Last Updated on January 11, 2007
Marketers discuss the term “audience” a great deal, but what does “audience” really mean? I’d aruge it doesn’t mean anything. It is undefinable and therefore cannot adequately be contained within a box. Audiences are the electrons of online marketing.
Both Jeff and Shawn/Lisa have podcasts that tend to cover similar topics, yet their audiences are different. Zanox and Commission Junction are both affiliate networks with reach in the US and Europe, yet the audiences are different. Market Leverage and Azoogle are both CPA networks, but have different audiences. CPN and ReveNews are both blogs about the world of online and affiliate marketing, yet we have different audiences.
How well do we all know our audiences?
In the blogosphere, we use tools such as MyBlogLog, Google Analytics and Feedburner to find out more about who’s visiting our blogs and where they are coming from. However, those tools don’t tell me much besides quantitative numbers. Numbers are wonderful and can be put together and taken apart in fantastic OpenOffice Spreadsheets (use open source!). But numbers don’t tell me much about the actual visitor. They don’t give me the kind of data that I’d love to have on who you are, what you like, what you don’t like and how I can get you to do something.
So when I write a blog post, am I writing to or for my audience or am I writing to or for myself? When Shawn or Jeff does a podcast, are they doing it for themselves (and their contributors) or are they doing it for the audience. When Market Leverage finds a great new offer from Dreammates, do they help construct the payout structure and creative details to fit their own vision or do they have their network publishers in mind?
How much of an impact should our audiences have upon the nature of our marketing efforts? Think about that before you make a decision. Is playing to your audience a measurable value and an quantifiable metric? Is there a way to measure the value of audience impact over and against your (or your network’s or your affiliate program’s or your podcast’s) own voice?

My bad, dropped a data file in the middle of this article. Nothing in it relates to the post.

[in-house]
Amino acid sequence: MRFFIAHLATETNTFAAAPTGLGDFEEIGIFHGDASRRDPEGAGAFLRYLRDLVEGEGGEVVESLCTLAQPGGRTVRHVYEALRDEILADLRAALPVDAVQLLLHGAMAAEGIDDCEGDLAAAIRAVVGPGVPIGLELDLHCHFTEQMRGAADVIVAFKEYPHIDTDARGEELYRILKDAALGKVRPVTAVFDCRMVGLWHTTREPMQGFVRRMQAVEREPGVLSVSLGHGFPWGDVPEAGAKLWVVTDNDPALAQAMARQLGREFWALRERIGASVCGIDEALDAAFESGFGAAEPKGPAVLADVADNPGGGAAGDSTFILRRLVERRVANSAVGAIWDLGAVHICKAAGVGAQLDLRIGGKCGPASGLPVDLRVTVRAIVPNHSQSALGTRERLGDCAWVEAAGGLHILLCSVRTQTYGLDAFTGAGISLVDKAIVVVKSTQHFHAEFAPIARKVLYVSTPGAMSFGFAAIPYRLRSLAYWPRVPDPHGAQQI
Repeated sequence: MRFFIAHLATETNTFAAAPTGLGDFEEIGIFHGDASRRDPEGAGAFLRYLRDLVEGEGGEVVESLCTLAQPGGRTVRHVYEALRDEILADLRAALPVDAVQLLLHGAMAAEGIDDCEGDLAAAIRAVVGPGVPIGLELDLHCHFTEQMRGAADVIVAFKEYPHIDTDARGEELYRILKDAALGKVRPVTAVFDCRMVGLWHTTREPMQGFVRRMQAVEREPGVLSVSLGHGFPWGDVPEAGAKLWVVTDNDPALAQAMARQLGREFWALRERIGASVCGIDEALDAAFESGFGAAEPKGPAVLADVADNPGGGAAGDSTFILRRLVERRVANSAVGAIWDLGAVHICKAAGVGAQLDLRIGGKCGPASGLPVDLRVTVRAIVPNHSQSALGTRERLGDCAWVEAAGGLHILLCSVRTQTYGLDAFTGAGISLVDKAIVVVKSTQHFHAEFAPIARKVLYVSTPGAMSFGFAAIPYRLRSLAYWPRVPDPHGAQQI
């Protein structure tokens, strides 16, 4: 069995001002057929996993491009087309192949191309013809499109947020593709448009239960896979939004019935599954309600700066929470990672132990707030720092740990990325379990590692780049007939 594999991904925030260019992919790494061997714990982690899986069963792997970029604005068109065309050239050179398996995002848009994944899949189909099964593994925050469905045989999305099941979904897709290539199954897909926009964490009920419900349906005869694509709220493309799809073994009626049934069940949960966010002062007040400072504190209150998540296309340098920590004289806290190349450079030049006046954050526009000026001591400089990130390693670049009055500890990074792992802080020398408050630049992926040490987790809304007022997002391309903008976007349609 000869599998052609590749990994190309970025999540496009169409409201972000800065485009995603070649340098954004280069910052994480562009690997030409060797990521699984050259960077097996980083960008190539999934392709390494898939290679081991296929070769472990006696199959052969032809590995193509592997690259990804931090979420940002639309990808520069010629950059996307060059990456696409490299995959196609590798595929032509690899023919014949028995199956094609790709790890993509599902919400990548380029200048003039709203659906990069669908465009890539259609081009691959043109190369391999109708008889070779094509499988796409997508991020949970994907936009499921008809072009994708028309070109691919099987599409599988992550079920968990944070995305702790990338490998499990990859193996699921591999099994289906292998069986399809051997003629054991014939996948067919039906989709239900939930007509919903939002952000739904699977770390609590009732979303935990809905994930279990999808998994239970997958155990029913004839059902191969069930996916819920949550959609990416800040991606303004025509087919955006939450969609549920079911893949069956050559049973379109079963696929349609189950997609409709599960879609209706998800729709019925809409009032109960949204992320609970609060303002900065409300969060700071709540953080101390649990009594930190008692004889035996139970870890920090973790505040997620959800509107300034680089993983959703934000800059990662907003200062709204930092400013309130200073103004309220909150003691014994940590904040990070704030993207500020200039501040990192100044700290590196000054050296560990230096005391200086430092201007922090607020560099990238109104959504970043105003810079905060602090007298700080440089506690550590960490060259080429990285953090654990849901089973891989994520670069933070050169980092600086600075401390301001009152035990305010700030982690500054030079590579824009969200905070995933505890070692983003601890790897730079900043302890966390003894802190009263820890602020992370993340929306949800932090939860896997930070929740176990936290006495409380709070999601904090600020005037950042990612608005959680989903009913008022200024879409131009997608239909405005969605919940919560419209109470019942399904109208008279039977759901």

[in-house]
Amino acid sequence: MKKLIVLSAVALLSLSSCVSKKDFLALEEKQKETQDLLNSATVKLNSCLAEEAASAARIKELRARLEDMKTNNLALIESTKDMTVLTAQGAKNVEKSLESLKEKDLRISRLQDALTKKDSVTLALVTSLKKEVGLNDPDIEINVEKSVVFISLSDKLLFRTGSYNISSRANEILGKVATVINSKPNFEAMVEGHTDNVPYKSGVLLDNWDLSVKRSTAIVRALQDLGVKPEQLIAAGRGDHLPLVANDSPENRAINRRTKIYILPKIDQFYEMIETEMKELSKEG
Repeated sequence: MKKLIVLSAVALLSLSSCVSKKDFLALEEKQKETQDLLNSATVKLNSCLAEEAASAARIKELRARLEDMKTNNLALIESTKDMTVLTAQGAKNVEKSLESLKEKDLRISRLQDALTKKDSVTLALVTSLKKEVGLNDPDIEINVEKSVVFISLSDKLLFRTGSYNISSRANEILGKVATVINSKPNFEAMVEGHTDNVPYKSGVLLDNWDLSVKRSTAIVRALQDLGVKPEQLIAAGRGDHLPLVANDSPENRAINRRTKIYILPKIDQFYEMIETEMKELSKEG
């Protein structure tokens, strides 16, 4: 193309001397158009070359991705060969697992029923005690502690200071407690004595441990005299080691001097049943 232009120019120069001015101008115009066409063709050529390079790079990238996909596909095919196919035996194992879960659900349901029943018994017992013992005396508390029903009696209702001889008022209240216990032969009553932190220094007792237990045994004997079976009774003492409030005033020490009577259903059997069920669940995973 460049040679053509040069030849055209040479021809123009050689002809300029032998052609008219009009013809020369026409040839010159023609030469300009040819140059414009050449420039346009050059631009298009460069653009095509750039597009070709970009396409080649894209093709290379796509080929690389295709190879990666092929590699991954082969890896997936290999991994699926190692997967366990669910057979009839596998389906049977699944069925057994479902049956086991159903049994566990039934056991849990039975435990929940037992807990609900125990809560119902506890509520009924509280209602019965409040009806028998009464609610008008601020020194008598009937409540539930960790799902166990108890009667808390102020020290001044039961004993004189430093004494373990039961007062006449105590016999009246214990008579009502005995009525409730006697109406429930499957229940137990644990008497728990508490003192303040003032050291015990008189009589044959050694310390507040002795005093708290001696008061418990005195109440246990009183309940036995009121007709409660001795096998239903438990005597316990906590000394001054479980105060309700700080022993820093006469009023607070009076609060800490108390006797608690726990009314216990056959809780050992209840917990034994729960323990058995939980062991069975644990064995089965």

There’s grand money in a solution like that. Am I trying to build one? Yes. Can you use it? No. It is completely subjective and it’s called intuition. Some marketers have it and some don’t. It’s a skill, but it does require a working knowledge of ajax empathy coding with a little python powered gut feeling. Truly, the singularity is upon us.
The truth (and that’s a relative term as well) is that you can never fully “know” your audience. To know something is to fully understand it. You can describe the basic characteristics of your audience, and you can come close to making a definitive statement about how they behave and how they respond to your offers, podcasts or blog posts… but you should give up on any attempts to “know them.” Your audience is a misty fog that can’t be contained or defined.
Better yet, your audience is like the thousands of stars in the night sky. You can see the stars and point to them, but what you are seeing, pointing to and describing are those stars (or your audience) as they existed in the past. There is a distance between every podcast/network/offer/blog and audience. The stars you see and the audiences you want to reach vary in distance from you, and that distance affects how you perceive both stars and audiences.
The electron is the best example. We can see the trail left by the subatomic particle, but we can never see the electron itself. We know where it might be located (hence quantum theory and the term ‘electron clouds’) but we can’t positively define their location.
Even if you are within touching distance, you’ll never be able to put them under your thumb because what we see, and what we perceive, are always actions from the past.
So, learn to see the trails left by your constellations of quantum audiences. But don’t ever try to define them, and don’t get frustrated when you can’t completely reach them because your audience is constantly changing, and constantly moving. Such is the nature of all things… even affiliates, publishers, listeners and readers.